says on the label that it was 'Recorded At Capricorn Sound Studios Macon, Georgia.' Does anyone have that 45? Interestingly, none of Boynton's Lanor singles are listed for sale at Pat's website. It's almost as if Lee Lavergne made a conscious decision to delete them from his catalogue, while continuing to press most everything else...
As Dan noted over on Home Of The Groove, he and I had been running on parallel tracks here on this next one... Way back in his 'webzine' days, Larry Grogan (you just knew he'd turn up somewhere) did a feature on Funky 45s which included Boynton's 'Funky Grasshopper', as well as another Lanor single:
LANOR 567 A
Larry: "I'd be curious to see if Joe Chopper's lawyers had gotten a letter from Willie Tee, because 'Soul Pusher' is a (very) thinly disguised cover of the Gaturs 'Cold Bear'. They take the tune at a slightly heavier tempo and with a dirtier sound..."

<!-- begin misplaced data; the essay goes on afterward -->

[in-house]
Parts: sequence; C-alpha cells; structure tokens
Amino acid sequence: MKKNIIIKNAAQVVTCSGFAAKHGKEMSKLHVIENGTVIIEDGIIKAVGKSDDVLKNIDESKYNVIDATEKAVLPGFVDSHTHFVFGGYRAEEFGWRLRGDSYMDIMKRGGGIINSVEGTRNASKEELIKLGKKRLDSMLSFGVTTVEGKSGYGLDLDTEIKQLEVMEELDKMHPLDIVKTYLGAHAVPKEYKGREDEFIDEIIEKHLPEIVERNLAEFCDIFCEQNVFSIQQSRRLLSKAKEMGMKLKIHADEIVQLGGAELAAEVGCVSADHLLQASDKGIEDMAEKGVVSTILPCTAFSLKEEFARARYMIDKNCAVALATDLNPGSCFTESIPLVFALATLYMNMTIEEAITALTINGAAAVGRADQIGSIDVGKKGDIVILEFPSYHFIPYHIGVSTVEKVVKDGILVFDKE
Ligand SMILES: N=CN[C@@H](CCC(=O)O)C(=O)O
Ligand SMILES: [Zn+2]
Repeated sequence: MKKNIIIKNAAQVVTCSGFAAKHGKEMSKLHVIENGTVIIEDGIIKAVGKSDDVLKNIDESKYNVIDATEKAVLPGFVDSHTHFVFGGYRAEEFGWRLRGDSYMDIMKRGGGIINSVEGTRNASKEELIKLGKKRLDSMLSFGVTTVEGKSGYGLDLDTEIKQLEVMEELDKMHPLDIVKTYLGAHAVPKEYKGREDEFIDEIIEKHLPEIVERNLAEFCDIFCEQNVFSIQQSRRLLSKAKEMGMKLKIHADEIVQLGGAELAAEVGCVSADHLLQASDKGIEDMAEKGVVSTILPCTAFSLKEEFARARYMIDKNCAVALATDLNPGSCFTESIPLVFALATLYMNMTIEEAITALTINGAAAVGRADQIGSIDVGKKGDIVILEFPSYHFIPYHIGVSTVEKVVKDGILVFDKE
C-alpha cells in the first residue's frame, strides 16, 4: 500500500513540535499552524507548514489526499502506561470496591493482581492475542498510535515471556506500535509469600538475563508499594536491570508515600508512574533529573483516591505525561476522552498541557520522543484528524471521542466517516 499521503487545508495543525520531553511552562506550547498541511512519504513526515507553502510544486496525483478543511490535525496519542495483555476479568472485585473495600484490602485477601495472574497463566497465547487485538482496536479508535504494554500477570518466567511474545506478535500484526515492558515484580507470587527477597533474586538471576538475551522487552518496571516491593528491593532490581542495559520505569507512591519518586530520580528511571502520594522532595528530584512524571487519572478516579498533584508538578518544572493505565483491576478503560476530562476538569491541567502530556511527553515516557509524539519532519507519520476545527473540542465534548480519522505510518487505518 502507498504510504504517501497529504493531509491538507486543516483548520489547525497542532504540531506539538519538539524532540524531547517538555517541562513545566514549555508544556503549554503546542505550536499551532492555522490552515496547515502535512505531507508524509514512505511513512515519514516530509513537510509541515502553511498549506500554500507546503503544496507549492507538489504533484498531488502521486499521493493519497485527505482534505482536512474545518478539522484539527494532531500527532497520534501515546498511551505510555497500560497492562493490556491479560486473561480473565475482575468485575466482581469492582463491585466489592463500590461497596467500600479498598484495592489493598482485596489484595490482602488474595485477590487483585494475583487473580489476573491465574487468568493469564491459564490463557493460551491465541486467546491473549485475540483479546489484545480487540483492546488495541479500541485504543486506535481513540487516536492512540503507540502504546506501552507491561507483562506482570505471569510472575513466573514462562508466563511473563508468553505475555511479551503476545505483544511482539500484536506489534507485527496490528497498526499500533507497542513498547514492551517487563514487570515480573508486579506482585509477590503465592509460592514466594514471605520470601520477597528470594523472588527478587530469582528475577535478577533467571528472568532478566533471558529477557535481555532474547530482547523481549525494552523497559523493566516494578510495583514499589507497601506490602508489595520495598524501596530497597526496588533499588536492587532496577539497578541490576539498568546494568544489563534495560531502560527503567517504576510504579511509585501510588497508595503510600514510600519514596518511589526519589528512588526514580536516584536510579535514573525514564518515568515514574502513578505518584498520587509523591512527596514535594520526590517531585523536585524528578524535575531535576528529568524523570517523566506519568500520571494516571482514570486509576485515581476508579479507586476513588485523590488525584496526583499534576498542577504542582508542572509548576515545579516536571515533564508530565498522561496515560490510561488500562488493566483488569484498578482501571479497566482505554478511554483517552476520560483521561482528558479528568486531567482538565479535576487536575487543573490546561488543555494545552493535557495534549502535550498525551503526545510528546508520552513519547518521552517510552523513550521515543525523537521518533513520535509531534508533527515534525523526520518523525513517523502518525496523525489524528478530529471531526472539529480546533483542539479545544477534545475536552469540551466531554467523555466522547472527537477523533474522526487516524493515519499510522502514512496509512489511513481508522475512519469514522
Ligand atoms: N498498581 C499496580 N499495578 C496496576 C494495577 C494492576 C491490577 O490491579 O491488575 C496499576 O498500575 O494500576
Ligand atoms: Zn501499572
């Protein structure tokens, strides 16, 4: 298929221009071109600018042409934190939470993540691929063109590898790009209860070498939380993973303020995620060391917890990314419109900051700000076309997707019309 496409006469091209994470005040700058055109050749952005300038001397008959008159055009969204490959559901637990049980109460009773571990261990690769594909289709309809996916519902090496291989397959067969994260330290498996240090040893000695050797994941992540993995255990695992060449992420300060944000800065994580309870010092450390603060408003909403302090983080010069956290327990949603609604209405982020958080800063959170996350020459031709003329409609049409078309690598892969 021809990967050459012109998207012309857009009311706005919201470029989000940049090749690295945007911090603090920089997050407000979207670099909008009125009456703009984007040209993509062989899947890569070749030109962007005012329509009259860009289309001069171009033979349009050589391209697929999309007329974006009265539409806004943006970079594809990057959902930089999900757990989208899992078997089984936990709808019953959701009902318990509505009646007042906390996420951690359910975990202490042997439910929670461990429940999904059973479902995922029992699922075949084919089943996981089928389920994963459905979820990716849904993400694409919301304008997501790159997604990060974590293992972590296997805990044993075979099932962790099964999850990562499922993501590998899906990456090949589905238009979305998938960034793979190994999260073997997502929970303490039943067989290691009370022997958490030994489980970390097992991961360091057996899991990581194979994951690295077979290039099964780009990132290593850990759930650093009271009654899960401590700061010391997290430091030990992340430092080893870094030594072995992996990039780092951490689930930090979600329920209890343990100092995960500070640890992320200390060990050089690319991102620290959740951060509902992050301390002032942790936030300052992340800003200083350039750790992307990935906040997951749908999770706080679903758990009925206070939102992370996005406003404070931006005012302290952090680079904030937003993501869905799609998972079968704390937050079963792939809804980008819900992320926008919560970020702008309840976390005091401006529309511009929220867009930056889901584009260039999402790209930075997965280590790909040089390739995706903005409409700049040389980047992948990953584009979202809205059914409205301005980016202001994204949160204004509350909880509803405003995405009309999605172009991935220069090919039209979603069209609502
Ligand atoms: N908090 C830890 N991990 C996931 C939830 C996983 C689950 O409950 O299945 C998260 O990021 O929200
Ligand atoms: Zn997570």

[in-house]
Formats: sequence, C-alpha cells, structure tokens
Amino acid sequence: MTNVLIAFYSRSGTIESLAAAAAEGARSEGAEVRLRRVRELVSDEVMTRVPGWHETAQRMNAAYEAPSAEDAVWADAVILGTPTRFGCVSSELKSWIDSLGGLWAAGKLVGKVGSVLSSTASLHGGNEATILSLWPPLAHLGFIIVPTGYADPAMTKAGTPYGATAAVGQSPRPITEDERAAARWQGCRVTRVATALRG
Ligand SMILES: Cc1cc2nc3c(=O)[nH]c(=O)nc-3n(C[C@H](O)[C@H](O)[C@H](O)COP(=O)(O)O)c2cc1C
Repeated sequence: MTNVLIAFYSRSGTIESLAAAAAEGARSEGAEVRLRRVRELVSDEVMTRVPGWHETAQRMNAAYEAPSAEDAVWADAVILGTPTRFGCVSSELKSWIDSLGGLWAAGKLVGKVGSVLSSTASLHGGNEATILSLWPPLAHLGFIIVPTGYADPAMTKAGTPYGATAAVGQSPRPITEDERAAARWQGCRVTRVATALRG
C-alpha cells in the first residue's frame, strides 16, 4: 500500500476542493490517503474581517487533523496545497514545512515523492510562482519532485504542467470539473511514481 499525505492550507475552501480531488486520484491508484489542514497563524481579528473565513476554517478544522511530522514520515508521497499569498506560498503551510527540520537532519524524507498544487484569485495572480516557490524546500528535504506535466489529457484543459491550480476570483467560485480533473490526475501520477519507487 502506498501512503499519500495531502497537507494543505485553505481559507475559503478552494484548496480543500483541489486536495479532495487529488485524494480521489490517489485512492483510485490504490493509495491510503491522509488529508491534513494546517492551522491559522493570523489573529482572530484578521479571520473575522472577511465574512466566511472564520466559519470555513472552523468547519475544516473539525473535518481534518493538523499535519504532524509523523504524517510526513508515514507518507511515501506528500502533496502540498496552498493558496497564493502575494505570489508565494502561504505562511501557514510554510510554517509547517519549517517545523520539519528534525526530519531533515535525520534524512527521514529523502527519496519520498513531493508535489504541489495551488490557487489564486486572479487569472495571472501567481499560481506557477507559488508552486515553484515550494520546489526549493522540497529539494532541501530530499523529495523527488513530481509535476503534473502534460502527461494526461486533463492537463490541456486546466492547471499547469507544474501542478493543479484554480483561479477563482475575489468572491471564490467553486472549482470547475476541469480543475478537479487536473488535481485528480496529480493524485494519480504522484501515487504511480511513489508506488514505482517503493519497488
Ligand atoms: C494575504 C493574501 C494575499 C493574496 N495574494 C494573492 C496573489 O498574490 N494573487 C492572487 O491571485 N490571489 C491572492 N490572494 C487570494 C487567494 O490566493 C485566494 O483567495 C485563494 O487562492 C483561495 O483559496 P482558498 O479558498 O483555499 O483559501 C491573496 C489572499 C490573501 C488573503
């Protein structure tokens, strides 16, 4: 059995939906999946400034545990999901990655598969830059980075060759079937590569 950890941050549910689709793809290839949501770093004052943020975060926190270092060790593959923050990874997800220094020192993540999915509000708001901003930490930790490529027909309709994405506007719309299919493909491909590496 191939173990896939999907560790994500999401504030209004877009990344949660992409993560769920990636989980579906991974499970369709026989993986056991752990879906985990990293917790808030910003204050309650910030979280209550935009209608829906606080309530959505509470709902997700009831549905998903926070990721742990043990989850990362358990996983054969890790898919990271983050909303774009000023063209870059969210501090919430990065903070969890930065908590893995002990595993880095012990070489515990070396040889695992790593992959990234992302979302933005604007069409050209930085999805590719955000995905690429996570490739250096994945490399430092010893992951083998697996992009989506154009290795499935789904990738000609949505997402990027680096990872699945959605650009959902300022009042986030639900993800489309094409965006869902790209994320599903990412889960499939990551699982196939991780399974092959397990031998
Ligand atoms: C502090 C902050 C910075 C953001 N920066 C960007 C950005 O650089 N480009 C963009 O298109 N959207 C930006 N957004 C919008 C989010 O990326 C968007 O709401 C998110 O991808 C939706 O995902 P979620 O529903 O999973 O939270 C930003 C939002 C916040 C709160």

Dan: "As you can see, the credit on the Lanor 45 just says 'The Band'. I hadn't thought much about it again until I picked up the record and finally listened for myself. Curious guy that I am, I checked the BMI database to see if 'Soul Pusher' was registered; and it is. The writer is shown as one Levence Lavergne, a/k/a Lee Lavergne, producer and owner of Lanor Records!
"As many label owners and/or producers did back then, he took the writer's credit on the song for himself to make sure any royalties for airplay came his way. I would hope that he did not realize the actual source of the song; but I don't think a judge would have given any weight to that defense. Wouldn't that be instant karma: he co-opted writers credit on a song he thought the band wrote, when, in fact, they 'forgot' to tell him they stole it from Willie Tee. You can't make this stuff up..."